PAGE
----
Credit: © 2012 Apple Inc Caption: Apple iPhone 5
Speculation about a new iPhone ramps up every year around this time, as predictable as back-to-school shopping and that first whiff of fall in the air.

But this year has seen something a little different: A tweet from a Fox News anchor about a new component for the phone is fueling excitement about its potential speed. Clayton Morris referenced a new 64-bit A7 processor as a possibility for the new device.

"Sources are telling me the new iPhone's A7 chip is running at about 31% faster than A6," he wrote. "I'm hearing it's very fast."

That's led to speculation that the next iPhone, thought to be called the iPhone 5S, could run 31% faster than the previous model, the iPhone 5 (pictured). Apple (AAPL) is expected to unveil its new phones on Sept. 10.

A website focused on Apple, 9to5 Mac, also weighs in, with writer Mark Gurman saying he has heard that Apple is testing 64-bit processors in some of its internal prototypes. But there's a huge leap from testing to implementation, and we don't know for sure if the move to 64-bit processing will come this year.

Here are some other iPhone rumors that tech blogs have been puzzling out recently:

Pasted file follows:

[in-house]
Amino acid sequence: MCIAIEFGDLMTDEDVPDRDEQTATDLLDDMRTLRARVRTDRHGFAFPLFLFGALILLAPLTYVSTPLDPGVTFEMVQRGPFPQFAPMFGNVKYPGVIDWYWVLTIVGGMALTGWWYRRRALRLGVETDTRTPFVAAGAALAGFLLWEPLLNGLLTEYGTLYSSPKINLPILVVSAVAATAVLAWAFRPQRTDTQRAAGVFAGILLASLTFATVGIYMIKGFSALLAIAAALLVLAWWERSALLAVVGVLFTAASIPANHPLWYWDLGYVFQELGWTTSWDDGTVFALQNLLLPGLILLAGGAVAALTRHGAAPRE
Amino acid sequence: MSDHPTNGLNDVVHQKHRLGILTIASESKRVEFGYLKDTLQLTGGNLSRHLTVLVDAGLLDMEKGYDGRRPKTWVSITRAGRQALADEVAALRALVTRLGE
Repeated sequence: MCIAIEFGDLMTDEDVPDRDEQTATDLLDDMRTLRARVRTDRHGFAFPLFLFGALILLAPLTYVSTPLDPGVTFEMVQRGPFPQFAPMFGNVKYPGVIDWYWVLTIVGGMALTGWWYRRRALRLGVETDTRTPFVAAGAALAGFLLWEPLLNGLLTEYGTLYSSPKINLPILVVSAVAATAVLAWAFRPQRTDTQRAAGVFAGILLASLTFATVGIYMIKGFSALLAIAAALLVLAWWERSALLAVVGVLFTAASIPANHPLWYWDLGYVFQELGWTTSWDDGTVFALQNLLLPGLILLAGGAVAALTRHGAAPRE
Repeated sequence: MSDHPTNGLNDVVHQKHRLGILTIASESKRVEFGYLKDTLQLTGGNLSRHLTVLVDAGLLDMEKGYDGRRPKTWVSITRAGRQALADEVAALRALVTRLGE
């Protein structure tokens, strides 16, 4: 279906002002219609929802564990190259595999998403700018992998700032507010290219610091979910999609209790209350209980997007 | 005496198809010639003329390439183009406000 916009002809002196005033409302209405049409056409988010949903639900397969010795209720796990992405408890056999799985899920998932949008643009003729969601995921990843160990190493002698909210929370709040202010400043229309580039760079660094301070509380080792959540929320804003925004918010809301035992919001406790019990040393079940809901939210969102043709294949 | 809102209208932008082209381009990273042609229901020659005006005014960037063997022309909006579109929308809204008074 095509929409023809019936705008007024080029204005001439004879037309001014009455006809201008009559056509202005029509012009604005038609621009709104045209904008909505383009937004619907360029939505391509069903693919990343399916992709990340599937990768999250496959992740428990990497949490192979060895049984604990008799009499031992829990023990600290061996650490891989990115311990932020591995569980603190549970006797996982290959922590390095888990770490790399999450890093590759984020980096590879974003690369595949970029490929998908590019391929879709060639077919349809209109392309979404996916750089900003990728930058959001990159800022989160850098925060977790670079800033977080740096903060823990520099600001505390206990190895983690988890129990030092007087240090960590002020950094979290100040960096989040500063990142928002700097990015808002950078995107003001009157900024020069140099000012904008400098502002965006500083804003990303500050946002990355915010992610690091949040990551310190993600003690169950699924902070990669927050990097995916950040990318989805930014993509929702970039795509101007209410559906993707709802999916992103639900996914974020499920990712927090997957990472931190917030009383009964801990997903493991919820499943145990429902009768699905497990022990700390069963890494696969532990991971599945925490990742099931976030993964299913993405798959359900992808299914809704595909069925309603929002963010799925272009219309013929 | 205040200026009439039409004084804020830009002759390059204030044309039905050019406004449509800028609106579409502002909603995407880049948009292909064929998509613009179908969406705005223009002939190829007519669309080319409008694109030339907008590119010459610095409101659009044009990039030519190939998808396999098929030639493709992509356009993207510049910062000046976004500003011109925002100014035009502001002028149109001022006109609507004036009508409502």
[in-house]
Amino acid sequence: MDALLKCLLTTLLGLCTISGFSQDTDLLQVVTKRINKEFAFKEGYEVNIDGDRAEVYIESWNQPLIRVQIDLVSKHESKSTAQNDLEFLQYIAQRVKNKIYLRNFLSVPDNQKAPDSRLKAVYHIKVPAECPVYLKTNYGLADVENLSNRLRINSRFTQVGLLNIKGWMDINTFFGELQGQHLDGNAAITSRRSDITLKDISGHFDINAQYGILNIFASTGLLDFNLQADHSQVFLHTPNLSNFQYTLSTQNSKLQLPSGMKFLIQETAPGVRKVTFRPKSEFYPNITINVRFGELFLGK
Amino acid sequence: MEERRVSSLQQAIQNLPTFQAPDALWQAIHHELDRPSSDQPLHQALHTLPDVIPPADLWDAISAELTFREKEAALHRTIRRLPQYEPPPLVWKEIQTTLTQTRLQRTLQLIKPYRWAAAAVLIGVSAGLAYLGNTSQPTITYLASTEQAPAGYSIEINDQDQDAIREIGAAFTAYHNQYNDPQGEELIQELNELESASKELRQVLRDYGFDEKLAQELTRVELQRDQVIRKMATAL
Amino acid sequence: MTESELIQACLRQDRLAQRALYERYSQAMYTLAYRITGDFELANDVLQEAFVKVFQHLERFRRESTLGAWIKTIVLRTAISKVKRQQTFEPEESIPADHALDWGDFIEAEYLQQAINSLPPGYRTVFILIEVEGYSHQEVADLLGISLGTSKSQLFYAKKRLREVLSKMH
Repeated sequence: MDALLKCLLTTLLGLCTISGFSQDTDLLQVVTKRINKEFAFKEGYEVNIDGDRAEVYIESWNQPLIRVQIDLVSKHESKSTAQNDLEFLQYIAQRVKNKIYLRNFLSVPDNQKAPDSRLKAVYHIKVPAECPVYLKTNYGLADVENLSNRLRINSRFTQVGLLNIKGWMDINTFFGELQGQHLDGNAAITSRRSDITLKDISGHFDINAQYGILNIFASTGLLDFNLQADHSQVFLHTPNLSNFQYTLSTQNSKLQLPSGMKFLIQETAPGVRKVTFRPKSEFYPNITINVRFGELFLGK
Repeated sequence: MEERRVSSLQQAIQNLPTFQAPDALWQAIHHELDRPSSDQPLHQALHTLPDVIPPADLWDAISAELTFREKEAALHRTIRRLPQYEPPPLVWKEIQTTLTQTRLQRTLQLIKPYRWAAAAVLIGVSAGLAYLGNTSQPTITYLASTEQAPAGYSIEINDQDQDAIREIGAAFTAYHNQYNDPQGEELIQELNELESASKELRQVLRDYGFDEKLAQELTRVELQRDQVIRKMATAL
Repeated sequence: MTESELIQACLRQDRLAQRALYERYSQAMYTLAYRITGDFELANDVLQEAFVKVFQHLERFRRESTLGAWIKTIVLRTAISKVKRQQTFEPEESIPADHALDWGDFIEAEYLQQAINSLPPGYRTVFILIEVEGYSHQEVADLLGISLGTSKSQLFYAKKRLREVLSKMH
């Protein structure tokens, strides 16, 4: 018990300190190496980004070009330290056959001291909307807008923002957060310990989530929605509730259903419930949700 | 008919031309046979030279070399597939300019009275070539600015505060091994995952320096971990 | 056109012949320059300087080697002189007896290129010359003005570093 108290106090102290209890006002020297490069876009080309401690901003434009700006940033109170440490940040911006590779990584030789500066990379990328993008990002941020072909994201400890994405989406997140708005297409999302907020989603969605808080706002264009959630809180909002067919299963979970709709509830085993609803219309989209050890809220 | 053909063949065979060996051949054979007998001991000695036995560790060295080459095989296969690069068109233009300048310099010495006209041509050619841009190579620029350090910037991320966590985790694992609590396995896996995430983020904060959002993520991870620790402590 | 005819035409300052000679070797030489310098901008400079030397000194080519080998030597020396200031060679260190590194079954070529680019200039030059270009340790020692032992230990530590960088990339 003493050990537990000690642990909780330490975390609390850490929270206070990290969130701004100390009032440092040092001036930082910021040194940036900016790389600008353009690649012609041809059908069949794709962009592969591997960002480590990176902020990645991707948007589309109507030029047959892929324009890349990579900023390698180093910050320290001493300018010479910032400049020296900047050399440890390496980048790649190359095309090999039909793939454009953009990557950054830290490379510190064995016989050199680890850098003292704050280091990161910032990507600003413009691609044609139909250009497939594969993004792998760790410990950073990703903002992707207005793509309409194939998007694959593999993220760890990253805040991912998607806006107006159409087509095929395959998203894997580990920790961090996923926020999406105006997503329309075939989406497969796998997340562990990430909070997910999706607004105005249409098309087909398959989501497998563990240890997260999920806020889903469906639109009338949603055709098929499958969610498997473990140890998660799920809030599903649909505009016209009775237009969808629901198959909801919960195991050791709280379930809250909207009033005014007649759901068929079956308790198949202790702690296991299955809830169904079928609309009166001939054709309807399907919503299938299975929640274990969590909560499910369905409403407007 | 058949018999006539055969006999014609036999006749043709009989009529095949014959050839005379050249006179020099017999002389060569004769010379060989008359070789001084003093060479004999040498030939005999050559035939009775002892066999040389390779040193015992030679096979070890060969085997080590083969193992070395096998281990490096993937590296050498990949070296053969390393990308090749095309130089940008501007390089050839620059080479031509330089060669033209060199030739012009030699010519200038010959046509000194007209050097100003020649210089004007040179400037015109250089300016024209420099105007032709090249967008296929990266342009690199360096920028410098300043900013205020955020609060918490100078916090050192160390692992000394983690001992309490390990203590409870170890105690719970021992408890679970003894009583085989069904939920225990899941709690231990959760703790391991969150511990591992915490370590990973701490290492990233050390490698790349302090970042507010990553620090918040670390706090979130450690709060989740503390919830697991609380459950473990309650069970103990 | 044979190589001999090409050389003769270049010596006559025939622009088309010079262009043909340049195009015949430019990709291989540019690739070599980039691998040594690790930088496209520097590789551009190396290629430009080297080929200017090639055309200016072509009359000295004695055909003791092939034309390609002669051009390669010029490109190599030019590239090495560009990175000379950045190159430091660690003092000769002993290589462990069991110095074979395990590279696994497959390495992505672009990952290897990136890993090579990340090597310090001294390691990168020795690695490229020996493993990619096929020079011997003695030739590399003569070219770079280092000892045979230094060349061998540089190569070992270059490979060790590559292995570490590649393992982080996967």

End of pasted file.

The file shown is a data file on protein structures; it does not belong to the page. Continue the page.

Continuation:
Color. The new device might come in four colors: black, white, grey and a champagne tint.

IPhone 'C'. Apple may be developing a low-end version of its iPhone in addition to the top-of-the-line iPhone 5S. The low-cost, plastic-backed phone, called iPhone "C" by some, may be designed to boost sales in China and other emerging markets.

Fingerprint sensor. Apple acquired a fingerprint sensor company last year called AuthenTec, naturally leading to speculation that the next iPhone will have a scanner for heightened security.

Camera. The new phone may have a larger aperture, which allows for more light and better image quality, and a better flash.

Storage. The phone might have a 128GB flash storage chip, which seems like a lot for a phone. But for some power users, the iPhone has become a de facto computer, so for them that level of storage makes sense.

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